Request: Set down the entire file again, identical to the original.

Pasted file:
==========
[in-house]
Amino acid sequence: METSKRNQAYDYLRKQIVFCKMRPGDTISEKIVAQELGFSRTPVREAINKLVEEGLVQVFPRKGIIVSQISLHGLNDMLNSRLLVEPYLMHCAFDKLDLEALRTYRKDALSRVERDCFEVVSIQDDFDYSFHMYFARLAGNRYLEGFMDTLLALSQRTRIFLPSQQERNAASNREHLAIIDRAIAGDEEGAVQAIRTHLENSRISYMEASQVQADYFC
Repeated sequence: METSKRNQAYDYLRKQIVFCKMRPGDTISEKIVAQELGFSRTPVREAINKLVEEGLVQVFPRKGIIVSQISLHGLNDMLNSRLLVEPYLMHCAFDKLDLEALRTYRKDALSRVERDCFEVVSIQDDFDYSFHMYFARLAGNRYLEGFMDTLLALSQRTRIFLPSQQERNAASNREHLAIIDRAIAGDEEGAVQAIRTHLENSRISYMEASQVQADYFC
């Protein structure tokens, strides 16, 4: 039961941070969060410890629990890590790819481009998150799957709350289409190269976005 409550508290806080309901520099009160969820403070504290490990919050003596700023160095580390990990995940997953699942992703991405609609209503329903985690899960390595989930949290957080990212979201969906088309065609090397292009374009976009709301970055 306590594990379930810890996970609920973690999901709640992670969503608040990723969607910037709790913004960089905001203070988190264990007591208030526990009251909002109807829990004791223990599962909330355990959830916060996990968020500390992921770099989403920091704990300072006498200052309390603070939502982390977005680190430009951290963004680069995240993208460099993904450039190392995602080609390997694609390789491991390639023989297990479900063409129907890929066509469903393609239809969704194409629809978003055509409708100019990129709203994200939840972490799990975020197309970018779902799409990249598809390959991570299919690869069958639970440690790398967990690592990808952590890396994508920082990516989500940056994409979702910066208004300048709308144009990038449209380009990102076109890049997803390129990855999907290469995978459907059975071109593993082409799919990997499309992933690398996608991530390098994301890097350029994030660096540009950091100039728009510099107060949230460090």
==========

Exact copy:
[in-house]
Amino acid sequence: METSKRNQAYDYLRKQIVFCKMRPGDTISEKIVAQELGFSRTPVREAINKLVEEGLVQVFPRKGIIVSQISLHGLNDMLNSRLLVEPYLMHCAFDKLDLEALRTYRKDALSRVERDCFEVVSIQDDFDYSFHMYFARLAGNRYLEGFMDTLLALSQRTRIFLPSQQERNAASNREHLAIIDRAIAGDEEGAVQAIRTHLENSRISYMEASQVQADYFC
Repeated sequence: METSKRNQAYDYLRKQIVFCKMRPGDTISEKIVAQELGFSRTPVREAINKLVEEGLVQVFPRKGIIVSQISLHGLNDMLNSRLLVEPYLMHCAFDKLDLEALRTYRKDALSRVERDCFEVVSIQDDFDYSFHMYFARLAGNRYLEGFMDTLLALSQRTRIFLPSQQERNAASNREHLAIIDRAIAGDEEGAVQAIRTHLENSRISYMEASQVQADYFC
């Protein structure tokens, strides 16, 4: 039961941070969060410890629990890590790819481009998150799957709350289409190269976005 409550508290806080309901520099009160969820403070504290490990919050003596700023160095580390990990995940997953699942992703991405609609209503329903985690899960390595989930949290957080990212979201969906088309065609090397292009374009976009709301970055 306590594990379930810890996970609920973690999901709640992670969503608040990723969607910037709790913004960089905001203070988190264990007591208030526990009251909002109807829990004791223990599962909330355990959830916060996990968020500390992921770099989403920091704990300072006498200052309390603070939502982390977005680190430009951290963004680069995240993208460099993904450039190392995602080609390997694609390789491991390639023989297990479900063409129907890929066509469903393609239809969704194409629809978003055509409708100019990129709203994200939840972490799990975020197309970018779902799409990249598809390959991570299919690869069958639970440690790398967990690592990808952590890396994508920082990516989500940056994409979702910066208004300048709308144009990038449209380009990102076109890049997803390129990855999907290469995978459907059975071109593993082409799919990997499309992933690398996608991530390098994301890097350029994030660096540009950091100039728009510099107060949230460090």